What really happened on the Revolutionary War's "Dark Day"

In the middle of the U.S. Revolutionary War, there came a day in New England when it seemed that the sun disappeared. Both sides thought that the world was ending. Now we know what actually happened.

May 19, 1780 was a nerve-wracking day for most of New England. They in the midst of an ongoing war, and were looking for signs as to how it would turn out. The sign they received was neither positive nor subtle. A few hours after dawn, the light turned yellowish, as if it were sunset. The skies dimmed, then darkened. People ate lunch by candlelight, and stumbled around the streets in complete darkness. Many proclaimed it the end of the world.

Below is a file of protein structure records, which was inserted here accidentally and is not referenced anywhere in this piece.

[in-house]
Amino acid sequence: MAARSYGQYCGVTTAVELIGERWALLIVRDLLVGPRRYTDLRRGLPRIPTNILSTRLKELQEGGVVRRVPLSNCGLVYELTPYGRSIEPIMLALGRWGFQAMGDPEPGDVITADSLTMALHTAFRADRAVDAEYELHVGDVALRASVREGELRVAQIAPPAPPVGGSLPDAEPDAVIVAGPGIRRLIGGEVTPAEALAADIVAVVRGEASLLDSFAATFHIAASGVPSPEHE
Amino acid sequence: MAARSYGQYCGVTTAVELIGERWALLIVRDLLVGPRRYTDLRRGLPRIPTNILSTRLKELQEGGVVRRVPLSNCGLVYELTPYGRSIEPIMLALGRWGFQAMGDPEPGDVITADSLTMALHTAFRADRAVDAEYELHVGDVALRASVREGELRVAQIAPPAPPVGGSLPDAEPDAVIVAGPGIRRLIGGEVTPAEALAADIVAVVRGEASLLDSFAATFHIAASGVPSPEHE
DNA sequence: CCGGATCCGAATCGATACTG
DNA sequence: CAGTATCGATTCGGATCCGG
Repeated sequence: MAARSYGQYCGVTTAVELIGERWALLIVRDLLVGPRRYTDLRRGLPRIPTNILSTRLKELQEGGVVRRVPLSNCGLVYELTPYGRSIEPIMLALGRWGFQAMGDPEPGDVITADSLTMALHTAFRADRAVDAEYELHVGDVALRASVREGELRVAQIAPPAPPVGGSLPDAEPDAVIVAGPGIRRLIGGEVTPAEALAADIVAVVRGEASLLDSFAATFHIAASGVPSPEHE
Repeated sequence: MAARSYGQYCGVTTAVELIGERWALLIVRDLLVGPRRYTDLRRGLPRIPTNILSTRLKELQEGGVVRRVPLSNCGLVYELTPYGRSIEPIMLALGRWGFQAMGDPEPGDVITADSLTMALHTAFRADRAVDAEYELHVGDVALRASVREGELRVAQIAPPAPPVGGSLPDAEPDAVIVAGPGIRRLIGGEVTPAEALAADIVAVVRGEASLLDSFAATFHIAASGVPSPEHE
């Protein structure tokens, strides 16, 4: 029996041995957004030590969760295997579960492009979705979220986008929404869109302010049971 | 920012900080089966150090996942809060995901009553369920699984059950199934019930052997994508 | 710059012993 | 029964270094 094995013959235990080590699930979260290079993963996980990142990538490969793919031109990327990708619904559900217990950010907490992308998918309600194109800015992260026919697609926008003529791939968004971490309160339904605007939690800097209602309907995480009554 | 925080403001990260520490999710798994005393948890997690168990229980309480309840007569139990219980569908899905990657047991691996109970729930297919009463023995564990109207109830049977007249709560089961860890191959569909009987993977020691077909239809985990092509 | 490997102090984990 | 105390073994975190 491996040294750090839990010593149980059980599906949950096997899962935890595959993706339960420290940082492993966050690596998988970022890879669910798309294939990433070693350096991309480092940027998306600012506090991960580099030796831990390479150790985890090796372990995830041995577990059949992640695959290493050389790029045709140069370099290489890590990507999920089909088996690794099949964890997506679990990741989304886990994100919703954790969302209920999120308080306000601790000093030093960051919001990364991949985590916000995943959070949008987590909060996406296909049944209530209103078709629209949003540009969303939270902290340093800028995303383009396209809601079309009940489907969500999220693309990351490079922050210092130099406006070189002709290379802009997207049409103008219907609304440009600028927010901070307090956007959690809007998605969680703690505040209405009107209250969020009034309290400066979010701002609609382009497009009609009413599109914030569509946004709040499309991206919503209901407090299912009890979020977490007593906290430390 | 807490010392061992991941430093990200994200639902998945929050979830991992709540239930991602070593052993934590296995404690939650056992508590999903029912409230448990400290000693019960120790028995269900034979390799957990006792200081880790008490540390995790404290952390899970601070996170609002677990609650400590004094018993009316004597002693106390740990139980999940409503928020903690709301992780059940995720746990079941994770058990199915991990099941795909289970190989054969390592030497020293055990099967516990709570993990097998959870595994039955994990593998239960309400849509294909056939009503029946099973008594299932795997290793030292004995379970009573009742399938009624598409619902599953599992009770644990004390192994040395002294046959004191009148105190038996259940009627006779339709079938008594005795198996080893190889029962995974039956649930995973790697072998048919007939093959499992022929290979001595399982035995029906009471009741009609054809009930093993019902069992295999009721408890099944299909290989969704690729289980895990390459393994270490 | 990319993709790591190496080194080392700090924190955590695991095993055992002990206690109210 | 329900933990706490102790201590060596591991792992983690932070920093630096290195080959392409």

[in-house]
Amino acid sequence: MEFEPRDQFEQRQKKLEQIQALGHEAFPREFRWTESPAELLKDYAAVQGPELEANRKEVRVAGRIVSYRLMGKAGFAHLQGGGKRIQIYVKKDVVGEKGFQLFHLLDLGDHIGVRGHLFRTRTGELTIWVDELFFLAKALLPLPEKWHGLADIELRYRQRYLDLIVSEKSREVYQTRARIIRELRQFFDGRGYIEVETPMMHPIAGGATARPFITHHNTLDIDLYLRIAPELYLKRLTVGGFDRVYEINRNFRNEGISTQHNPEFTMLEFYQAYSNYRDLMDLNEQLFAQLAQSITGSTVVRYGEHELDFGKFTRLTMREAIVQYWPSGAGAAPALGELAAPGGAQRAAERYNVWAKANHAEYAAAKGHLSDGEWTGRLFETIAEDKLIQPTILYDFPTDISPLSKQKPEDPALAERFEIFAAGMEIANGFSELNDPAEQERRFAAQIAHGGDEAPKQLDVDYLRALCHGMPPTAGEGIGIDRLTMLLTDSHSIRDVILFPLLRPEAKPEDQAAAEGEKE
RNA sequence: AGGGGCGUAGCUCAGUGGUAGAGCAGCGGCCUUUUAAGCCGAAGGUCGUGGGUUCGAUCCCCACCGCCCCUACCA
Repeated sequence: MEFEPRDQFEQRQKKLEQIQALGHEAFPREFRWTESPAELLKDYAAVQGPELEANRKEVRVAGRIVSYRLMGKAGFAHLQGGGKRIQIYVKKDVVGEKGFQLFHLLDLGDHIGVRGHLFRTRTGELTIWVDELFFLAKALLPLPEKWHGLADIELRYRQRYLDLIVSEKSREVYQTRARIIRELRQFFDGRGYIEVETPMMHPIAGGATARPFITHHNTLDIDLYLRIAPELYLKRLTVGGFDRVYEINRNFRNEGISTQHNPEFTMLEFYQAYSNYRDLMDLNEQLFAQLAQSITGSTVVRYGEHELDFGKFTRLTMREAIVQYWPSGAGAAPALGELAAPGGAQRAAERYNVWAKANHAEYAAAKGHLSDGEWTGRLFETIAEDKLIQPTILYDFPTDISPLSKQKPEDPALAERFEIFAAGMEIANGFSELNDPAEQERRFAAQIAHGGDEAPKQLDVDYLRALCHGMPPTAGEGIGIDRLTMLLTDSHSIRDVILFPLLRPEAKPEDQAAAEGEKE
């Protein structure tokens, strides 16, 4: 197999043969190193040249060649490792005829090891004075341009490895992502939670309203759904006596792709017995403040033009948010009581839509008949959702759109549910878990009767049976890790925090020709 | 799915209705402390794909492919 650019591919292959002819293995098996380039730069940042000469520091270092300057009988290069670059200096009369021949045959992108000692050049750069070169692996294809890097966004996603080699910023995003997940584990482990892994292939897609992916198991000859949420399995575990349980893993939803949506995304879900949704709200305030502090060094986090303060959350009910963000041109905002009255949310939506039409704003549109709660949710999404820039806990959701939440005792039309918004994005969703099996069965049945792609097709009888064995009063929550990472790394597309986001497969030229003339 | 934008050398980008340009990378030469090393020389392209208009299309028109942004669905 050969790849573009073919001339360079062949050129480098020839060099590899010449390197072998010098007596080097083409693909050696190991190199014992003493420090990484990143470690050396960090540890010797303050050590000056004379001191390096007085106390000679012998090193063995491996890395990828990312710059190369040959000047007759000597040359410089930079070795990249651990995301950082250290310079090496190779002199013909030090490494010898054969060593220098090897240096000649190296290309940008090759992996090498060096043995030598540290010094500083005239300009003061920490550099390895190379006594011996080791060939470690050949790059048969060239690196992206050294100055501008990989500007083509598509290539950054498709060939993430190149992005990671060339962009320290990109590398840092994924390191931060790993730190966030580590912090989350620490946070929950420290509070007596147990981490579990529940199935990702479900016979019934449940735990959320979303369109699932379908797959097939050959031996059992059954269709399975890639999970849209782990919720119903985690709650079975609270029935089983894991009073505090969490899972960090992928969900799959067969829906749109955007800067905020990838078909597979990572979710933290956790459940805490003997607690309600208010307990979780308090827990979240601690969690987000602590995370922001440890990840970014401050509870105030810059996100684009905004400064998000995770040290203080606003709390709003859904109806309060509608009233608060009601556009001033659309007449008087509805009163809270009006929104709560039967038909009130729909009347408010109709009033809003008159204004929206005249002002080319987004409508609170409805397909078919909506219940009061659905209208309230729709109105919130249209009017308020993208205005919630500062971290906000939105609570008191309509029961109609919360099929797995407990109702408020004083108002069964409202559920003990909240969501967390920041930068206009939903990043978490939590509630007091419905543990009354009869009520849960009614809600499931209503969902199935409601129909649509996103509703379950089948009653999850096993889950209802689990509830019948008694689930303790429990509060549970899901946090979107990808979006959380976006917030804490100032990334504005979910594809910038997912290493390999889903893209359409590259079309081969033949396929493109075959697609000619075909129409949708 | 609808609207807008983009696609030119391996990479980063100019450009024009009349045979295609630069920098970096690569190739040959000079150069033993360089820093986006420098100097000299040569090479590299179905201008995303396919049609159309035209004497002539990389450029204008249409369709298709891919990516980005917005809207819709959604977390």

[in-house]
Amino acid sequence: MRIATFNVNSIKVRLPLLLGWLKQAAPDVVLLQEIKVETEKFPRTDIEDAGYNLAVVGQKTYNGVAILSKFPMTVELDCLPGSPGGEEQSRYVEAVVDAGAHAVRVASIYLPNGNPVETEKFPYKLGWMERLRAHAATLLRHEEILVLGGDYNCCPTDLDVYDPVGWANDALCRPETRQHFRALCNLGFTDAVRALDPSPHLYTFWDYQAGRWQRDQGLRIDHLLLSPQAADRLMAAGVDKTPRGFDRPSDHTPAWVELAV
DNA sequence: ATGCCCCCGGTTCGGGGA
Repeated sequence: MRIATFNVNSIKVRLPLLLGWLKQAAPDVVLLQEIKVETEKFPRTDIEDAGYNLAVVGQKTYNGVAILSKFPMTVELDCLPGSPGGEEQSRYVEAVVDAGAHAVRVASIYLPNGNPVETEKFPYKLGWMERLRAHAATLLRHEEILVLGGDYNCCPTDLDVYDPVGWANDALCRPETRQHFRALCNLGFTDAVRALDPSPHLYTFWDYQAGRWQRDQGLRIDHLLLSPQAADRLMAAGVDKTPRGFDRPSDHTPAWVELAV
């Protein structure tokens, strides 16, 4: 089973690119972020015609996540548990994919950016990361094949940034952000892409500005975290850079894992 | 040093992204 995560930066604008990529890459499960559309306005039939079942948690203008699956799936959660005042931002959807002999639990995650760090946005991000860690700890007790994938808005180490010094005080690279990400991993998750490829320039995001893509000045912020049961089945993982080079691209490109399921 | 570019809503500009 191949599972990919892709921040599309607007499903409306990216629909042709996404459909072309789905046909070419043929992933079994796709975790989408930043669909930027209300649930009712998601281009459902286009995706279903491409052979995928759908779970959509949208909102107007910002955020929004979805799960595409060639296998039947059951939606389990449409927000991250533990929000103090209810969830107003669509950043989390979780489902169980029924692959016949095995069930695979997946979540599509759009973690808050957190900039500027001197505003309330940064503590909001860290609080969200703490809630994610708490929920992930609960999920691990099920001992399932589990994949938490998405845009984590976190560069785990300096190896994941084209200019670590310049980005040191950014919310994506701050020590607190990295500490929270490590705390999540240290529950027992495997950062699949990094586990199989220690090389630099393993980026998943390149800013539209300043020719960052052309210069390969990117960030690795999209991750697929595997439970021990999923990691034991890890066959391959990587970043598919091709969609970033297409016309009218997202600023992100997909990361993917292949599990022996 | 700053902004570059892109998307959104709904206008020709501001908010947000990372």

Fortunately for everyone, they were wrong about it being the end of the world, and fortunately for Americans it was not a sign. (Sorry Brits. Better luck next time.) Most experts agree that it was a cloud of some kind of ash - New Englanders reported ash residue and a burnt smell - but ash from what? There was no volcanic activity at the time. Its doubtful any area nearby was hit by a meteor.

A clue came in 1950, when a forest fire in Canada gave off clouds of smoke so dark that people thought that it was a solar eclipse or the beginning of nuclear winter. Recently, University of Missouri researchers found scarring on tree rings in Canada caused by massive wildfires that started roughly 230 years ago. The ash cloud must have drifted over New England and blotted out the sun. Or we are a cursed nation. You decide.

Image: Public Domain Images

Via University of Missouri, BBC.